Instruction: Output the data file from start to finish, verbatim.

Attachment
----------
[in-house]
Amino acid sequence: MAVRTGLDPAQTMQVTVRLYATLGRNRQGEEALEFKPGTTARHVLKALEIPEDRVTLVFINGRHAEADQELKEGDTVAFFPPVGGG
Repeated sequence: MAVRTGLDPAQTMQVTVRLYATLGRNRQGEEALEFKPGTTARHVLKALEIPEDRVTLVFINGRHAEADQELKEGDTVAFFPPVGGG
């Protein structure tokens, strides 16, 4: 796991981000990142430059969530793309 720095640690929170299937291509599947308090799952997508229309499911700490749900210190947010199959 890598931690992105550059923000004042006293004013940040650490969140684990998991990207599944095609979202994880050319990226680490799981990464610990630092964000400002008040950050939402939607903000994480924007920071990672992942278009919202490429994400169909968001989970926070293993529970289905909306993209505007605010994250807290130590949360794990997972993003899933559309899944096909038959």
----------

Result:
[in-house]
Amino acid sequence: MAVRTGLDPAQTMQVTVRLYATLGRNRQGEEALEFKPGTTARHVLKALEIPEDRVTLVFINGRHAEADQELKEGDTVAFFPPVGGG
Repeated sequence: MAVRTGLDPAQTMQVTVRLYATLGRNRQGEEALEFKPGTTARHVLKALEIPEDRVTLVFINGRHAEADQELKEGDTVAFFPPVGGG
């Protein structure tokens, strides 16, 4: 796991981000990142430059969530793309 720095640690929170299937291509599947308090799952997508229309499911700490749900210190947010199959 890598931690992105550059923000004042006293004013940040650490969140684990998991990207599944095609979202994880050319990226680490799981990464610990630092964000400002008040950050939402939607903000994480924007920071990672992942278009919202490429994400169909968001989970926070293993529970289905909306993209505007605010994250807290130590949360794990997972993003899933559309899944096909038959």